When you take the first sip of Turkish coffee, you will notice its intense flavor and aroma. Turkish coffee has a strong and rich taste with a slightly bitter aftertaste.
The texture of the coffee is velvety smooth, and the foam adds a creamy layer to the drink. Turkish coffee is not a drink that is taken quickly. Instead, it is meant to be enjoyed slowly, sip by sip.
Turkish coffee is a drink that brings people together and is often enjoyed with friends and family. While sipping your coffee, you can engage in lively conversation and connect with your loved ones.
Where to drink Turkish coffee in Istanbul
Anadolu Nargile Çorlulu Ali Paşa Medresesi
Drinking Turkish coffee at Corlulu Ali Pasha Medresesi is a must for history buffs, thanks to the fact that it was built in the 18th century as a traditional Islamic school. It is very close to Grand Bazaarso tourists from all over the region flock to Bayezid hot spot not only for its famous caffeinated drinks but also for its famous hookah.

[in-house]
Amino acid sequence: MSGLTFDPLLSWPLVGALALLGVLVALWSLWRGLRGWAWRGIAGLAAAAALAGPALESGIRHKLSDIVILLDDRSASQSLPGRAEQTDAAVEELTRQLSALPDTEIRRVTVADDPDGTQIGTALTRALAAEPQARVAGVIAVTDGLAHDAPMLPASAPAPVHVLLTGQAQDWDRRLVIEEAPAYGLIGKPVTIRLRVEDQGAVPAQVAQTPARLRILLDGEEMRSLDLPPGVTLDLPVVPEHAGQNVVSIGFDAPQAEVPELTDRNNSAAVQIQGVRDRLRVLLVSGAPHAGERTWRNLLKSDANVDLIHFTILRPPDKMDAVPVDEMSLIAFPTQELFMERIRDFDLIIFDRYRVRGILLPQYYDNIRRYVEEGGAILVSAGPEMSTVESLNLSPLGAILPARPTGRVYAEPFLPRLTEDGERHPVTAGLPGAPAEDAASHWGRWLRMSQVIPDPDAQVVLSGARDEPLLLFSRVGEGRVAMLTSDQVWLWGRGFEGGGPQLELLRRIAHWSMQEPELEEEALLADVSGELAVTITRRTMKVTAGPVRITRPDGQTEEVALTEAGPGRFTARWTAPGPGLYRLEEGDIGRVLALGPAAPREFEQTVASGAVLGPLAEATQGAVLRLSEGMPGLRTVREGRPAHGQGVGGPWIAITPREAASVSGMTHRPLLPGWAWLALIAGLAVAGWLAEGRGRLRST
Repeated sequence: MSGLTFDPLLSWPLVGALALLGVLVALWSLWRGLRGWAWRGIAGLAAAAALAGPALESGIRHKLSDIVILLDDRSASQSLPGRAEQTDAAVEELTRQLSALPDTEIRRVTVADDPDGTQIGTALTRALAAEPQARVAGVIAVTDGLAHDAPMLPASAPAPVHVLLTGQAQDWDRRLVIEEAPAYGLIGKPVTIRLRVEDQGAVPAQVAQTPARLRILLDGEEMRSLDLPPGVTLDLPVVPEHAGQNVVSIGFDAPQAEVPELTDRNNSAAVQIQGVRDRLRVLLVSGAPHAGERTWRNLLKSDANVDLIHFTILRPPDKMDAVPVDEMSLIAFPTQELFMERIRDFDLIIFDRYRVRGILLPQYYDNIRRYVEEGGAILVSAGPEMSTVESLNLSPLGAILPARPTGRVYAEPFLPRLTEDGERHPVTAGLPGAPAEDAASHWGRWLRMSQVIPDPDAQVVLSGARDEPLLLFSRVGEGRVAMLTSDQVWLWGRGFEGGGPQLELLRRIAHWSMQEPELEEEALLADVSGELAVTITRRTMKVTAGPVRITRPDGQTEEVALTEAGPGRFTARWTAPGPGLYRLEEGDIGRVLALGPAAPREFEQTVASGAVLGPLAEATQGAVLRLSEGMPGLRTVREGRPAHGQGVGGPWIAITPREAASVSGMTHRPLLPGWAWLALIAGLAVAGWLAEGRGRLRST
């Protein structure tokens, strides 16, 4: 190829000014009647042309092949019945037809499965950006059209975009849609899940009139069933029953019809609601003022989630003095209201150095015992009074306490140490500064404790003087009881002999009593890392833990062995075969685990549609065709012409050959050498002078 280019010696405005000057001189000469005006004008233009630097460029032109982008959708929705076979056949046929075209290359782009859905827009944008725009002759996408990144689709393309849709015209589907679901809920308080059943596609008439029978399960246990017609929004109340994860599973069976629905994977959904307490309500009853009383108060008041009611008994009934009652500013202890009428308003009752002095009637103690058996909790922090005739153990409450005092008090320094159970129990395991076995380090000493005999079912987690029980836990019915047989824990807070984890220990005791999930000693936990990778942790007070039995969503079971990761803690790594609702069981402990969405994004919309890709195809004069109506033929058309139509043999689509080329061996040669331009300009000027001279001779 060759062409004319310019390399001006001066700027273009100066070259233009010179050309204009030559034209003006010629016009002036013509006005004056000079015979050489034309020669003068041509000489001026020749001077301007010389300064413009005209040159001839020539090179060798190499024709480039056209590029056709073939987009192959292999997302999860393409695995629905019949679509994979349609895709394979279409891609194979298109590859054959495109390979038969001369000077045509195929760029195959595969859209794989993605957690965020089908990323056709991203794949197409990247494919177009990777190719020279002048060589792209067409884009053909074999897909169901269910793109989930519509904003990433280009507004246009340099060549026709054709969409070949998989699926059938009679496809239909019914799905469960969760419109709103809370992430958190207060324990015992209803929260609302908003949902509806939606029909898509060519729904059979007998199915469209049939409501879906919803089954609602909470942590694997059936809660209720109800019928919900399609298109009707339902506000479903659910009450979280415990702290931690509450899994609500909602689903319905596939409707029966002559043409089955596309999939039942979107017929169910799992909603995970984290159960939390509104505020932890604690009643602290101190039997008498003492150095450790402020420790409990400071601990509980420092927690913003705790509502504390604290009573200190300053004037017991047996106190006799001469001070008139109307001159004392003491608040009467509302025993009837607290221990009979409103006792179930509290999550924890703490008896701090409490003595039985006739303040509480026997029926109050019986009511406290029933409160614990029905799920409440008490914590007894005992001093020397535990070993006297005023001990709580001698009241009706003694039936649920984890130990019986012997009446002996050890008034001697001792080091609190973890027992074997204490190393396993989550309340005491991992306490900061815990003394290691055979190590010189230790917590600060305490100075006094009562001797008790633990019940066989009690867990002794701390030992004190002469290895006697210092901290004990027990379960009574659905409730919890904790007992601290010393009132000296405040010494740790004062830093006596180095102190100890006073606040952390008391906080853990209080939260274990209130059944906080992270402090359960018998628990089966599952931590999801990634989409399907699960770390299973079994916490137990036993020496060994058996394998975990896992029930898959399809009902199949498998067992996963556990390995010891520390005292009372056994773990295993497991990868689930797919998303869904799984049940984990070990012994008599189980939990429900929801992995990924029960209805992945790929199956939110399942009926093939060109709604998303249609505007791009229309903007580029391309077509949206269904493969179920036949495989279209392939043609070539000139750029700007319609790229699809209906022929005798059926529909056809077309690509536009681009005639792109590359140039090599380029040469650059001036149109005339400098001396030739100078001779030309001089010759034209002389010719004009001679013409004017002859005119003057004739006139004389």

Make sure you don’t miss out on these unique experiences while you’re here – and make sure you have your camera ready, too; With comfortable seating and wall hanging options, this place makes for some amazing photo shoots.
Mandabatmaz in Beyoglu district
Since 1967, Mandabatmaz has been a part of countless gourmet experiences. Their baristas take great care in every cup they make – from bean selection to precise temperature measurements.
No wonder this little place is always bustling with tourists and locals alike! If you are looking for authentic Turkish flavor look no further than Mandabatmaz; It simply cannot be beat!